Splashing around in theology.

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Location: Ottawa, Canada

I read lots. I have a cat. I drink coffee. Therefore, I am.

Saturday, October 28, 2006

Wise Words

The true value of a man is not determined by his possession, supposed or real, of the truth, but rather by his sincere exertion to get to the truth. It is not possession of truth but rather the pursuit of truth by which he extends his powers and in which his ever growing perfectibility is to be found. Possession makes one passive, indolent, and proud. If God were to hold all truth concealed in his right hand and in his left hand only the steady and diligent drive for truth, albeit with the proviso that I will always and forever error in the process, and to offer me the choice, I will in all humility take the left hand and say, “Father, I will take this. The pure truth is for you alone.”
-- Gotthold Lessing (1729-1781) --

Saturday, October 07, 2006

The God Delusion

So far, two friends of mine [I only have four, so this constitutes a full 50% of my entire social network…] have asked me, on separate occassions, about the shiny new Richard Dawkins book, The God Delusion.
Basically, I’ve been asked, “Should we, [the Believers in Exile], read this thing?”
And both times my answer has been, “I have no idea.”
I’ve never read anything by Richard Dawkins, and I know next to nothing of him. There are so many authors writing nowadays about the ideological war between Science and Religion that it is impossible for me to keep up to what is being set out on the bookstore shelves.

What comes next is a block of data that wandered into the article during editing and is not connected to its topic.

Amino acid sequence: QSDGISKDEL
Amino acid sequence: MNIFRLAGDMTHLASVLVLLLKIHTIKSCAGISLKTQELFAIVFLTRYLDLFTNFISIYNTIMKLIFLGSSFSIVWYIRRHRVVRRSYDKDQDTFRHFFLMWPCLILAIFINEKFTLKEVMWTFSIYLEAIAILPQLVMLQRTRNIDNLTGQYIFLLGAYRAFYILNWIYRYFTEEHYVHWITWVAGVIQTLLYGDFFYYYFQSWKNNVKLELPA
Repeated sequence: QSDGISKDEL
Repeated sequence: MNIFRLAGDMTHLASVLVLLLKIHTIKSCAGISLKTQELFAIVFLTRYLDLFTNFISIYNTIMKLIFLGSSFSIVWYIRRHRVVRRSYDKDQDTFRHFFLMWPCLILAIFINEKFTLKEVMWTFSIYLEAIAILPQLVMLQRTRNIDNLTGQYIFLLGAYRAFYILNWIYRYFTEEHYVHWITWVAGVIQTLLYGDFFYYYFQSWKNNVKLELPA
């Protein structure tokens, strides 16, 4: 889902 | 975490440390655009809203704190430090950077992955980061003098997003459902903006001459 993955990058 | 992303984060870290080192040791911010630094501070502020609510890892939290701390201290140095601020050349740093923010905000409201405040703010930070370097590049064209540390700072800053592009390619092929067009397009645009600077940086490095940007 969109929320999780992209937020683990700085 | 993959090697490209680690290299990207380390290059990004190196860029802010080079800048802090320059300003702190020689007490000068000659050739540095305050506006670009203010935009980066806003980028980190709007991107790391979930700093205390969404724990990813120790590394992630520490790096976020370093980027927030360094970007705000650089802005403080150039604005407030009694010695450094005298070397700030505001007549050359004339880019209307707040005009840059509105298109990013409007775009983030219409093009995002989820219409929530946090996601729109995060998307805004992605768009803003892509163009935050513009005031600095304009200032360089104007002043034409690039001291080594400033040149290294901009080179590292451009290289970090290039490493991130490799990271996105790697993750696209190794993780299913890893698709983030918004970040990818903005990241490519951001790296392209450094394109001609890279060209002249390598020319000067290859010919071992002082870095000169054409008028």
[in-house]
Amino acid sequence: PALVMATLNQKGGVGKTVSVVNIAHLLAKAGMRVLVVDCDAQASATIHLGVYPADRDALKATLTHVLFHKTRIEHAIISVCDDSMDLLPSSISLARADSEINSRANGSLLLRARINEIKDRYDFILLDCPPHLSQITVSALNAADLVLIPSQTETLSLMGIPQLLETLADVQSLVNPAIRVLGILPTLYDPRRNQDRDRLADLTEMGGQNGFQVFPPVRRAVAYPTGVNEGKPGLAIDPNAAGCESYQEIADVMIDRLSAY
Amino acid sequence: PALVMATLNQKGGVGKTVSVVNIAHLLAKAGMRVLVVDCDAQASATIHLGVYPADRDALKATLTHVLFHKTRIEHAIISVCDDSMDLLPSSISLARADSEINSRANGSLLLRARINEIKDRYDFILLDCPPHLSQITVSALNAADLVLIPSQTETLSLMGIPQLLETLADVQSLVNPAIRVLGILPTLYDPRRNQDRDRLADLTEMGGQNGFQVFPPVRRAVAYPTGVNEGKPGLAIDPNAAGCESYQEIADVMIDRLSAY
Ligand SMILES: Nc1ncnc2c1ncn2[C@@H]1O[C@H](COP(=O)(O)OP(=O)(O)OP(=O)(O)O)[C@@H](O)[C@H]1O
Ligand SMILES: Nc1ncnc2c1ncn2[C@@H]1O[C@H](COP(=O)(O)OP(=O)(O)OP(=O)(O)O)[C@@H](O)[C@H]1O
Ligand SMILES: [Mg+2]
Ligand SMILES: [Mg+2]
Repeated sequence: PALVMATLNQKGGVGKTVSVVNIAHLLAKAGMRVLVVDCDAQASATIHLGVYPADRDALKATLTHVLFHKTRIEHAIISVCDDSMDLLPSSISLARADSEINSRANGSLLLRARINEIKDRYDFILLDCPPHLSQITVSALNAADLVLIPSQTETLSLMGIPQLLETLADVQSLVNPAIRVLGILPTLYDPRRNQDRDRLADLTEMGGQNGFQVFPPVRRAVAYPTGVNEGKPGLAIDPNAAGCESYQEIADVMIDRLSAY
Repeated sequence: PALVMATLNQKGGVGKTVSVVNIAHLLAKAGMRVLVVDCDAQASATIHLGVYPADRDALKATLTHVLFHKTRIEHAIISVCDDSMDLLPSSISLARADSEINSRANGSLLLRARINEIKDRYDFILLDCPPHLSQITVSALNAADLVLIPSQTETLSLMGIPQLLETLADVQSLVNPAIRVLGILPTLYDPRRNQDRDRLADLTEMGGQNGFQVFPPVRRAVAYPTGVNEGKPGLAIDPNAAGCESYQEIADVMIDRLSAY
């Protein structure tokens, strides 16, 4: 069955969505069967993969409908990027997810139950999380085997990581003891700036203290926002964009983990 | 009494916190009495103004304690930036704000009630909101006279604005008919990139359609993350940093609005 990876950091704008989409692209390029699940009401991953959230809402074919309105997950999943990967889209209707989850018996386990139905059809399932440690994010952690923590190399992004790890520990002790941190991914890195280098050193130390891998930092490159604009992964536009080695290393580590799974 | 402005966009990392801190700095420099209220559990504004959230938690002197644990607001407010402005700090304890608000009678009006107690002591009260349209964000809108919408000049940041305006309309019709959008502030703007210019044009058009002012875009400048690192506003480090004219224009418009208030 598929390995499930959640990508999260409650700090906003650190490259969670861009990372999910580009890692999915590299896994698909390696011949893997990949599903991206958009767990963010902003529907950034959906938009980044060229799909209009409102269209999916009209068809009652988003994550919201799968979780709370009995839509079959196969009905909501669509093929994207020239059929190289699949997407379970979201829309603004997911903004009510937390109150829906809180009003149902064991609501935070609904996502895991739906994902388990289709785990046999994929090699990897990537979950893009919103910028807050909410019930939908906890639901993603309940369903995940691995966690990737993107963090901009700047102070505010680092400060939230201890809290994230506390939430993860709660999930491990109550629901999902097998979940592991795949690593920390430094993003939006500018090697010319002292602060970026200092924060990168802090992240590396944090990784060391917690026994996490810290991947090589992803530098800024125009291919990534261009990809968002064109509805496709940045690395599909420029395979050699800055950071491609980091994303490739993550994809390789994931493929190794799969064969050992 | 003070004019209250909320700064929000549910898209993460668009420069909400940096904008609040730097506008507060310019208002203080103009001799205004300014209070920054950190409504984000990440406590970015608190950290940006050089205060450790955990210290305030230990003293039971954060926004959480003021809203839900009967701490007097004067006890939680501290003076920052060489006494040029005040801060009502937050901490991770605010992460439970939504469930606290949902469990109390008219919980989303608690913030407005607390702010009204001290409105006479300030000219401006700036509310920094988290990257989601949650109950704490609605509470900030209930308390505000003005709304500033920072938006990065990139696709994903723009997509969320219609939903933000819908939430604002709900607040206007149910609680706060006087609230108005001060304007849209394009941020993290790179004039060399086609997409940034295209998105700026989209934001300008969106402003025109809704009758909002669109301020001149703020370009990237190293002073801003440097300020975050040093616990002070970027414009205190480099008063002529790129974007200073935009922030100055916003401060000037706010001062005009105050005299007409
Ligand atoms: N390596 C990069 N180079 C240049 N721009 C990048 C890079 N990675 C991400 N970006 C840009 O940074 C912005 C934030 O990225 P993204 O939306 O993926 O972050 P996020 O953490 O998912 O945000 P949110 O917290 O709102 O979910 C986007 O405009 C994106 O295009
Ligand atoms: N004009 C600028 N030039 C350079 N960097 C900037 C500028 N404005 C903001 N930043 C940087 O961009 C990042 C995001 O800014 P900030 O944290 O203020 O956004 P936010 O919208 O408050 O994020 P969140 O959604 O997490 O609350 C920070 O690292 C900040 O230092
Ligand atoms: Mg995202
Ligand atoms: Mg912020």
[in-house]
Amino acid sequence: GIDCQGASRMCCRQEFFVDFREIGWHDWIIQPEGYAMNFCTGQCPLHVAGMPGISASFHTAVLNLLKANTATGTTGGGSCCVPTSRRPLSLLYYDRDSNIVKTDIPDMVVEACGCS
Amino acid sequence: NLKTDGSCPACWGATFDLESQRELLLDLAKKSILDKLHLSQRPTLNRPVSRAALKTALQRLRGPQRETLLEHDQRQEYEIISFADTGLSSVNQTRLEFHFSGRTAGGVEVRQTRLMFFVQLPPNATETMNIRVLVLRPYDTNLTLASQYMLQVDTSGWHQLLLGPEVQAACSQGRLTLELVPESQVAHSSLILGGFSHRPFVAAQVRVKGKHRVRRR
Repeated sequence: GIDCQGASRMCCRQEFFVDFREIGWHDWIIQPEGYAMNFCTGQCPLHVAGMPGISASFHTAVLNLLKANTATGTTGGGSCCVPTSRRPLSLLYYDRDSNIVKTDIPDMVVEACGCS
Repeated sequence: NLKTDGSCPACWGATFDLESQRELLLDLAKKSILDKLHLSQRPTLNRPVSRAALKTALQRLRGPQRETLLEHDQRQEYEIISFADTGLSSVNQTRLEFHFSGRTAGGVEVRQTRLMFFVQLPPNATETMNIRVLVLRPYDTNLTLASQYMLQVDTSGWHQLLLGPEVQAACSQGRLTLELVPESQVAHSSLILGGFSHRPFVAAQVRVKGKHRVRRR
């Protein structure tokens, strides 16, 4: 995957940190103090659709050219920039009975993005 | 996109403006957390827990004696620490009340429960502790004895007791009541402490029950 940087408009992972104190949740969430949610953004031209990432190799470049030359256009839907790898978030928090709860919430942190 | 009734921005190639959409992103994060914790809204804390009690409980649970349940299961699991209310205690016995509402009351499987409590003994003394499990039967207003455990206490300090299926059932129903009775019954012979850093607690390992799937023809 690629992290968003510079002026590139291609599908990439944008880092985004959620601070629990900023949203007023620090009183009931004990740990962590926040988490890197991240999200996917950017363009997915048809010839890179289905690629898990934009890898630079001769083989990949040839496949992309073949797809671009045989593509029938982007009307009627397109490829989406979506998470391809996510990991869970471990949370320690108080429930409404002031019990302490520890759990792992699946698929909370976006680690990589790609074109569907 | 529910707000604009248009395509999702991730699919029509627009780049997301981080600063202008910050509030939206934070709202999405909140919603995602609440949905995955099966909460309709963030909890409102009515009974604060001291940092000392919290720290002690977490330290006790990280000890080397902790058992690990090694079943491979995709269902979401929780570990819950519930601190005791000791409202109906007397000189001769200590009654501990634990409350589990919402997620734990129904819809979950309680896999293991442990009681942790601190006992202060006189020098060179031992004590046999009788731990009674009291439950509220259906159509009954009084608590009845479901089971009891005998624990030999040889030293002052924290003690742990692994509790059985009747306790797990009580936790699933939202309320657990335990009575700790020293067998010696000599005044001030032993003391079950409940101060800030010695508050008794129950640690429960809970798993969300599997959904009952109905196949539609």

However, I am at a bookstore right now, as I write this. So I am taking a look at the book.
It is very shiny. Wonderfully matches my Mac Powerbook G4!

Just leafing through the thing, and reading here and there, I guess I will take the jacket blurb’s description of Dawkins at face value. It claims that he is “the world’s most prominent atheist.”
And a scientist. This book seems to be quite forcefully arguing that a belief in God is not just wrong but potentially deadly. Dawkins argues for the abolition of religion as the only hope for the healthy maintenance of mankind. In the preface, we read, “Imagine, with John Lennon, a world with no religion. Imagine no suicide bombers, no 9/11, no 7/7, no Crusades, no Gunpowder Plot…” etc.
As readers of this blog will know, I am no stranger to this argument, because it is similar to the writings and ideas of Sam Harris, an author I have come to greatly appreciate. I think it must be admitted by all rational-thinking people that religious zeal can cause a multitude of “sins.” At one point, Dawkins even quotes Blaise Pascal [yes, he of the wager] as saying, “Men never do evil so completely and cheerfully as when they do it from religious conviction.”